“In fact,” Prof Amin says, “we had record-low hospitalisations and influenza-related deaths. We’ve seen a decrease in most other infectious diseases as well. But going forward, as the world opens up, we have no residual immunity from previous years.” And this could have serious public health implications.

We’ve already seen the impact of this state over the recent Northern Hemisphere winter, with flu rates spiking once again. “We’re not sure when pre-COVID levels of the flu will return. And we’re not sure how its return will impact the community – especially young children who have never been exposed to influenza before,” says Prof Amin.

The economic impact of illness

One thing that’s clear is the enormous toll that illness in general has on the economy. It’s estimated that being absent from work due to illness and going to work while unwell costs the Australian economy $35 billion in lost productivity and wages.

Being vaccinated can help to prevent the virus from impacting both our collective health and our economy.

When should I get the flu shot?

Yearly flu vaccination is recommended for people aged 6 months and over. “Yes, young children can get it,” says Prof Amin, and NSW Health notes that it’s also safe for pregnant women and their babies.

“Late April onwards is the best time of year to get the seasonal vaccination, so you’re well fired up in time for winter,” says Prof Amin, noting that a number of at-risk groups, including adults aged 65 or older, are eligible for free annual influenza vaccinations under the National Immunisation Program.

Other groups eligible for free flu vaccines are:

  • children from 6 months to 5 years
  • pregnant women
  • Aboriginal and Torres Strait Islander people aged 6 months and over
  • people aged 6 months and over with medical conditions which increase the risk of complications.

Remember that flu vaccination may not be suitable for everyone – consult your GP or pharmacist regarding whether it is right for you before booking an appointment.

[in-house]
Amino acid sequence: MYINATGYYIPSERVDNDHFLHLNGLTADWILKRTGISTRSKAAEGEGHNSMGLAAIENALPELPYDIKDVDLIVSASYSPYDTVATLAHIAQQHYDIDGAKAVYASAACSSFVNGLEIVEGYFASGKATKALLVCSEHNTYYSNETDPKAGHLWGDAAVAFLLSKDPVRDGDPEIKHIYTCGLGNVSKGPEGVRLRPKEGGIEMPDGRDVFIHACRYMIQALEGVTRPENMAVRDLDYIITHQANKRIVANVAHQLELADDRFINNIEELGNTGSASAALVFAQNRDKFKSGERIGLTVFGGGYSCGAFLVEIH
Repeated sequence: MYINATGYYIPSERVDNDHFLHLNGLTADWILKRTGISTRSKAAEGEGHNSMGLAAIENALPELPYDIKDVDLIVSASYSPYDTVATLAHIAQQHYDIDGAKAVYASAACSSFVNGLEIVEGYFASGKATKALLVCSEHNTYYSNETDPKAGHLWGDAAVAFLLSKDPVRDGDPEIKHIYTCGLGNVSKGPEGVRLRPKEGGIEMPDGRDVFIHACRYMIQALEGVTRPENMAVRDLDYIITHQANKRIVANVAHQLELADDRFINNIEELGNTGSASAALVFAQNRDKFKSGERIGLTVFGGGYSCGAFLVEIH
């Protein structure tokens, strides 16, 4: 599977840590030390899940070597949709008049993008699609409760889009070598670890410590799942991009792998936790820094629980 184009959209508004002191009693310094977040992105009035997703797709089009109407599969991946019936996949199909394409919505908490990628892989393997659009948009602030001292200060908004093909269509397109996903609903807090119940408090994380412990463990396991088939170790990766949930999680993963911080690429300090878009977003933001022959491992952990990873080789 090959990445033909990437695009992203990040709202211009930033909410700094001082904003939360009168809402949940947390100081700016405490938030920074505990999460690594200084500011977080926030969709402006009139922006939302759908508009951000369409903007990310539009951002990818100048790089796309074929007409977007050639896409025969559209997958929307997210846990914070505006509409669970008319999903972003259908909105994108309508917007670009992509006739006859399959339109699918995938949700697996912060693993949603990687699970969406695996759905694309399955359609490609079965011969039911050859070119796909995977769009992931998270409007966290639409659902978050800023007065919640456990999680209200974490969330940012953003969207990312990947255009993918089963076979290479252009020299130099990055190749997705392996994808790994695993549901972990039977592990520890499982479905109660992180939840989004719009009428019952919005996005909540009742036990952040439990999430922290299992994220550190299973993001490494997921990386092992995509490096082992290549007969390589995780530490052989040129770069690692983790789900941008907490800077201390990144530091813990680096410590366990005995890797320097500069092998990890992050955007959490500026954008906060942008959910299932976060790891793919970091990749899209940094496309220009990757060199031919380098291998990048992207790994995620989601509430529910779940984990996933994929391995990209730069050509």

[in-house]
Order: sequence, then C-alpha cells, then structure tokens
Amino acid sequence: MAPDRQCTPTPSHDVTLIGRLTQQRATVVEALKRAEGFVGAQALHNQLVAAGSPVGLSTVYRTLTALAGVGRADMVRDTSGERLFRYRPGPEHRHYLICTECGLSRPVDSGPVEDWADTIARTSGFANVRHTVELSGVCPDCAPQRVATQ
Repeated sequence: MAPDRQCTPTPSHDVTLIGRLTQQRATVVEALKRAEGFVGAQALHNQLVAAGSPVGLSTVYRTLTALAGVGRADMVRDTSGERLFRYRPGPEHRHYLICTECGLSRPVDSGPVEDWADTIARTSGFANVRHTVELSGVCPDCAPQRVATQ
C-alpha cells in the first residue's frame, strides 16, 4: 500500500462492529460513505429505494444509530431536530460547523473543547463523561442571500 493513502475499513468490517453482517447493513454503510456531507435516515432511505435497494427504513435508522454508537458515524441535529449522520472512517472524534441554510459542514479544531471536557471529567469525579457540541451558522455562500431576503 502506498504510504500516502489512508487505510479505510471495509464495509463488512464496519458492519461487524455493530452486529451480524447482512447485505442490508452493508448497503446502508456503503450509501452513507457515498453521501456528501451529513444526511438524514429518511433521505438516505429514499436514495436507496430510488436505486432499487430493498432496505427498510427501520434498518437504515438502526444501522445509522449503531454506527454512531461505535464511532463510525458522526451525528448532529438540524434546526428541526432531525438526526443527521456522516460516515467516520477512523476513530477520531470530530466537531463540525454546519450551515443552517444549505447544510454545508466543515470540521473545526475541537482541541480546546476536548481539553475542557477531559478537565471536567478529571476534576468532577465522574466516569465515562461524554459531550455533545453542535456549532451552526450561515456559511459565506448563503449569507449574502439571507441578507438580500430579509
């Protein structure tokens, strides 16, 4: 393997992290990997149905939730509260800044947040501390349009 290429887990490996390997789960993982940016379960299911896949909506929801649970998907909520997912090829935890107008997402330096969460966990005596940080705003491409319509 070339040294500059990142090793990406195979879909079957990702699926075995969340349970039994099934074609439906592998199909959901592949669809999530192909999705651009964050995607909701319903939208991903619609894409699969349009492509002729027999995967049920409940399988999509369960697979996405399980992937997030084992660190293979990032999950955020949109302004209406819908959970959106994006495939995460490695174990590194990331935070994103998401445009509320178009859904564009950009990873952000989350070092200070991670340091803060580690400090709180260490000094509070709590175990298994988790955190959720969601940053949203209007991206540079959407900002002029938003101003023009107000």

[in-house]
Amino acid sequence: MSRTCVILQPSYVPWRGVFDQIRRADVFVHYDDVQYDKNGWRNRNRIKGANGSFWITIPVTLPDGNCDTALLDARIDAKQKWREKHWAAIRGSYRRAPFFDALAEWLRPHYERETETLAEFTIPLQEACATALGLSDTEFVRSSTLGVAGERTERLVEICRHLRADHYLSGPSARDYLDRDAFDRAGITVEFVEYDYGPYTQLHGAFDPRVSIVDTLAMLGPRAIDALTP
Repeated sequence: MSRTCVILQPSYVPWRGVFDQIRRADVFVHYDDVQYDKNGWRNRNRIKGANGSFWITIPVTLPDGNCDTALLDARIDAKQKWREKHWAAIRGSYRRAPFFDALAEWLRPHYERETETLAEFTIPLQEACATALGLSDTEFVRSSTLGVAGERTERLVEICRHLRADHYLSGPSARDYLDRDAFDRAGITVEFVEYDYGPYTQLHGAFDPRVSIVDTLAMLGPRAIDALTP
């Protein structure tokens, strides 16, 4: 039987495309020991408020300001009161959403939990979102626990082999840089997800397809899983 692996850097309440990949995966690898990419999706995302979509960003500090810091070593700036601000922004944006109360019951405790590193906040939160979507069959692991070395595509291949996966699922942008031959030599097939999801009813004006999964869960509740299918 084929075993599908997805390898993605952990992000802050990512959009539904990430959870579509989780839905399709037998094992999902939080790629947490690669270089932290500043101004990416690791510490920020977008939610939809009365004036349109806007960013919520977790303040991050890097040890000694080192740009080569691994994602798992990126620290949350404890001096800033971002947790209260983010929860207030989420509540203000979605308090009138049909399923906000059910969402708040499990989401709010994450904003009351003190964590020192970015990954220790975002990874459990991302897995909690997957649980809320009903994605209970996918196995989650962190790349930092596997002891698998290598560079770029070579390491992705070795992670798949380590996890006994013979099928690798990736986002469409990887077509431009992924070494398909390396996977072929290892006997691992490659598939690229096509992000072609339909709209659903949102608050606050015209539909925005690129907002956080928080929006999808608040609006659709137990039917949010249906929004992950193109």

I’ve had the COVID-19 vaccine, do I need the flu shot as well?

“It’s really important to know that the COVID-19 vaccination does not yet protect you against the flu,” says Prof Amin. “Each vaccine is targeted – so the influenza vaccine is specific to the flu.” You can, however, get a COVID-19 vaccination after, or even at the same time, as a flu shot.

There’s a coronavirus-flu joint vaccine underway, but medical practitioners don’t know when it will be released, or how it will work. “The timing of the flu vaccine, for example, could be out of sync with that of the COVID-19 one,” says Prof Amin.

How to minimise your risk of getting the flu

Aside from staying up to date with vaccinations, you can practise other healthy habits (that we’ve all become very familiar with) to protect yourself against the flu this year:

  • Avoid close contact with people who are sick.
  • Clean your hands (and your home) regularly.
  • Stay at home if you’re feeling unwell.
  • Cover your mouth and nose with a tissue when coughing or sneezing.
  • Get plenty of sleep, stay physically active, eat well.
  • Avoid touching your mouth and nose to stop the spread of germs.

How to tell whether you have the flu or just a cold

The common cold is also a contagious respiratory disease, but it’s caused by any of a number of distinct viruses, and symptoms are generally much less severe. People with colds are more likely to have a runny or stuffy nose than people who have the flu, and colds generally don’t result in serious health problems, like pneumonia, bacterial infections or hospitalisations.

Common symptoms of the flu include:

  • a sudden high fever (38°C or more)
  • body aches (especially in head, legs and lower back)
  • dry cough
  • feeling extremely weak or tired.

Other symptoms may be:

  • chills
  • aching behind the eyes
  • loss of appetite
  • sore throat
  • runny or stuffy nose.

Words by Natasha Dragun
First published April 2022